if you’re curious, the twin consonants couldn’t be typed by hitting their plain versions twice in a row, because that would cause ambiguity: you wouldn’t be able to differentiate between one syllable ending with s and the next syllable starting with s too, versus just ss at the beginning of the second syllable.

aspirated consonants

4 of the consonants have aspirated counterparts, included in the individual 14: b j d g and p ch t k. see how they sound similar? aspirated consonants have an extra burst of air, which you can feel if you hold your hand in front of your mouth while saying p versus b, for example.

the aspirated consonants are placed on the first 4 keys on the lower row, and they correspond with the first 4 letters on the upper row.

3 - aspirated consonants

for some reason though, the aspirated consonants go in reverse order of their plain counterparts; i haven’t thought of a good reason for this. if they had gone in the same order, you would have been able to use the same finger for related pairs, like b and p, j and ch, and so on.

4 - aspirated directions

the consonant s has a twin version, but no aspirated counterpart, so that’s why it’s the 5th key in the upper row; it’s in the group of 5 twin consonants, but not in the group of 4 aspirated consonants.

that leaves just 5 more consonants, which don’t have any counterparts: m n (empty) l h. these are placed on home row.

5 - all consonants


horizontal and vertical vowels

Korean vowels are written as long horizontal or vertical lines with short perpendicular marks. each syllable block can have either a horizontal vowel, a vertical vowel, or a horizontal vowel followed by a vertical vowel.

6 - vowels.png

on the keyboard, horizontal and vertical vowels are grouped separately.

7 - vowel groups

merely separating the two groups of vowels makes them easier to remember, but the key is that the vertical vowels are above and to the right of the horizontal vowels.

this exactly follows how syllable blocks are written when they have two vowels, meaning the keys are arranged spatially. this has a remarkable effect: when you type Korean, you feel like you’re tapping directly on the letters where they appear in the syllable block.

8 - spatial 1
9 - spatial 2.png
10 - spatial 3.png

there are only so many possible vowel pairs, and they all start with one of o u eu and end with one of eo a i ae e. in all these pairs, the second vowel is placed above or to the right of the first vowel, and because all consonants are on the left too, the keys you type are all roughly mapped to their final positions in the syllable block you’re typing.

it really is a cool feeling.

direction of vowel markings

the horizontal and vertical vowels are then divided into subgroups. for the horizontal vowels, vowels with short marks above the long line are placed above, and vowels with marks below are placed below. likewise for the vertical vowels: vowels with marks to the left are placed to the left, and vowels with marks to the right are placed to the right.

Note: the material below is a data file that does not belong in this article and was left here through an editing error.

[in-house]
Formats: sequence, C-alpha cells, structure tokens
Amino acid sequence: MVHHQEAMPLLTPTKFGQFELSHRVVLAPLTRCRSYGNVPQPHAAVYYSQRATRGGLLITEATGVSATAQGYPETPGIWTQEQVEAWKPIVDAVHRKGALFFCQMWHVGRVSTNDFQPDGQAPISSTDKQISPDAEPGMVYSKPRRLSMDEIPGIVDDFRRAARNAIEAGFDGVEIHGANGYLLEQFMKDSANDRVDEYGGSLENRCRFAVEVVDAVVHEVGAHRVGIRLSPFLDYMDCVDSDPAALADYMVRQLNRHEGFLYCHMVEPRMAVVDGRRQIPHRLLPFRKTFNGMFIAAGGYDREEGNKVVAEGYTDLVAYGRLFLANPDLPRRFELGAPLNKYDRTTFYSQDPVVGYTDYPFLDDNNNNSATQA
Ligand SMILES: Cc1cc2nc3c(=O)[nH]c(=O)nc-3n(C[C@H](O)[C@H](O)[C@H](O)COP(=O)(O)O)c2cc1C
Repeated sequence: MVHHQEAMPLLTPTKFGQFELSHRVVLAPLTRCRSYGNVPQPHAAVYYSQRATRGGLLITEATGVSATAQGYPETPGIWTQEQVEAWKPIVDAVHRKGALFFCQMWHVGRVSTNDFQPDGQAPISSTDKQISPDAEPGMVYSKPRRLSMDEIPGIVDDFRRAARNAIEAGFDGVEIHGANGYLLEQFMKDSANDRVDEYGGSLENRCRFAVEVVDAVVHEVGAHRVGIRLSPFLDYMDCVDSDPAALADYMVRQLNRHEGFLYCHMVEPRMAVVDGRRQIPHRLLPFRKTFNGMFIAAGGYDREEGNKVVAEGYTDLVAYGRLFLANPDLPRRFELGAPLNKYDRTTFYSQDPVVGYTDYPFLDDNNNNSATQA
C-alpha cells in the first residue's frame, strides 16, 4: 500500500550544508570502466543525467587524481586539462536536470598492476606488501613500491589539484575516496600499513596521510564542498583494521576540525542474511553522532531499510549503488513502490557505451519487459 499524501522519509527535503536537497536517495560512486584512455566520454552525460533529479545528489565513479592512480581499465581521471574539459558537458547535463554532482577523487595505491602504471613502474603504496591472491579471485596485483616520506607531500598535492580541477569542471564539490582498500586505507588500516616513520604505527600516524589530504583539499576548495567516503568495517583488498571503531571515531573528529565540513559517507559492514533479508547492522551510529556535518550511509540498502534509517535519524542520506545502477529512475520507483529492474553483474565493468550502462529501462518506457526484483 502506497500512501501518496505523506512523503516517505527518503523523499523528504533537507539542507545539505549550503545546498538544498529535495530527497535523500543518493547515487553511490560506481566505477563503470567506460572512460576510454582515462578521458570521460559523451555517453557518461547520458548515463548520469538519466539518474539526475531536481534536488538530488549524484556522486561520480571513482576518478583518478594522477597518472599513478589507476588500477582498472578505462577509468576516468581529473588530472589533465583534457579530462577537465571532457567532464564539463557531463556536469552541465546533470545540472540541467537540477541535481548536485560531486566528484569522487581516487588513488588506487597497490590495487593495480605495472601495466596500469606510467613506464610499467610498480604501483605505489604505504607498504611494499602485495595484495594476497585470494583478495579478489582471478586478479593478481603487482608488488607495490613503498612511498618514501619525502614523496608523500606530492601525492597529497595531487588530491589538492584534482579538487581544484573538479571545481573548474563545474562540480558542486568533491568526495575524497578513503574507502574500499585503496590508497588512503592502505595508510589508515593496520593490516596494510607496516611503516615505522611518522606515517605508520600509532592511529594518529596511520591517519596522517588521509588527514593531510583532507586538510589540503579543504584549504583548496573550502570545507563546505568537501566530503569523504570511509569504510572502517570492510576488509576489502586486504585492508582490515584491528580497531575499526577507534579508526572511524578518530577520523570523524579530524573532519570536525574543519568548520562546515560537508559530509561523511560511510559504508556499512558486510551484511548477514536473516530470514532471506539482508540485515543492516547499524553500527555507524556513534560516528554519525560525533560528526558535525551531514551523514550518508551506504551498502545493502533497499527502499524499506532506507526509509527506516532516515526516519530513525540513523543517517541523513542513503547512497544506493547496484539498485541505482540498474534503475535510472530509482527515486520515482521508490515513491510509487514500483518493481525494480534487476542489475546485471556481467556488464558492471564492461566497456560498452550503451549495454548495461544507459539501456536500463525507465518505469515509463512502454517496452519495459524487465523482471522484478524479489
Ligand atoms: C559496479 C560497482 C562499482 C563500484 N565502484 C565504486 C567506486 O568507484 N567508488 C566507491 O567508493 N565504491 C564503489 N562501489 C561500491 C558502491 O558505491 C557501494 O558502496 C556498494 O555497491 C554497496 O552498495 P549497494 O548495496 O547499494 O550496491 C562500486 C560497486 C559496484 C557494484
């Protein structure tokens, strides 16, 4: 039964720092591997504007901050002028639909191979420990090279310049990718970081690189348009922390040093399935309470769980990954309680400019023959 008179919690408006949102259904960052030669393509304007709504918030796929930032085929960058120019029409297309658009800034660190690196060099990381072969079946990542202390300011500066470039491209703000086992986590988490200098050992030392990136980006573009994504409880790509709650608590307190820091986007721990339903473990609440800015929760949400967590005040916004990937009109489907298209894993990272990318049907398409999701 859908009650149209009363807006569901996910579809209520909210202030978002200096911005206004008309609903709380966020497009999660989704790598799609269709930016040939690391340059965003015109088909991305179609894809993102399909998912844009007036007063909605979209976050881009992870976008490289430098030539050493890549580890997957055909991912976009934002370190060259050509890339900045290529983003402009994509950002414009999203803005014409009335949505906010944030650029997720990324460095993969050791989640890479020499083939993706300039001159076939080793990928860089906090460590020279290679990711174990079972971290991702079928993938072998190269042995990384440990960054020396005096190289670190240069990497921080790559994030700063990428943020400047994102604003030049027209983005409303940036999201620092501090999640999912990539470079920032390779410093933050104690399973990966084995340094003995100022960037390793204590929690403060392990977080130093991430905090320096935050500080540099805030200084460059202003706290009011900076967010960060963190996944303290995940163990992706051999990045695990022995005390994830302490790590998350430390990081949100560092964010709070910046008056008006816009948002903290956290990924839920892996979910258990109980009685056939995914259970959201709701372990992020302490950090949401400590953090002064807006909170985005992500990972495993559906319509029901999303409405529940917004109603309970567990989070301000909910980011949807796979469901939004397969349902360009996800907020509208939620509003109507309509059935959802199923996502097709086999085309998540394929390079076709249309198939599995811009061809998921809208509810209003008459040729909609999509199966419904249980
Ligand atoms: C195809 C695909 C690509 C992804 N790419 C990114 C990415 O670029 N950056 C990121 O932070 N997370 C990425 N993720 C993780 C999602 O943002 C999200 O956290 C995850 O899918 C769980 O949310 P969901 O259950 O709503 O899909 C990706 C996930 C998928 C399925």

this further makes the layout easier to remember and feel more spatial when you type on it.

11 - vowel marking directions

it’s not perfect—ae and e are exceptions, although it’s easy to remember those two as a separate group because they’re the only vowels written with two long lines.

i also wish that i were in between eo and a. since i has no mark, it would fit perfectly between eo with a left mark and a with a right mark. this would have broken up a and ya next to each other though.

number of vowel markings

finally, vowels with two marks are placed further away than their one-mark counterparts. two-mark vowels are pronounced the same way, just with a y- sound before them.

again, this makes the layout easier to remember, and it’s also practical because the y- vowels are less common than the regular vowels. and also again, ae and e are exceptions; their y- counterparts are on Shift modifications.

12 - vowel marking number


do you remember how long it took you to learn to type in English? Qwerty is nonsensical, not grouped by letter type in any way. the vowels are scattered, and good luck finding any relationship between D and T, or G and K, for example—most English speakers aren’t even aware of the relationships between these sounds, because the letters don’t indicate them.

logical grouping makes the Korean keyboard layout remarkably easy to learn. most people who learn it won’t analyze in such detail, but they’ll benefit from somehow being able to pick it up easily, and experience that unique feeling of spatially arranged letters.

the Korean keyboard layout follows the same philosophy as the Korean writing system: the easier something is to learn, the more people can make good use of it. these two systems were designed centuries apart, and yet they follow the same guiding principle. that, to me, is delightful and charming.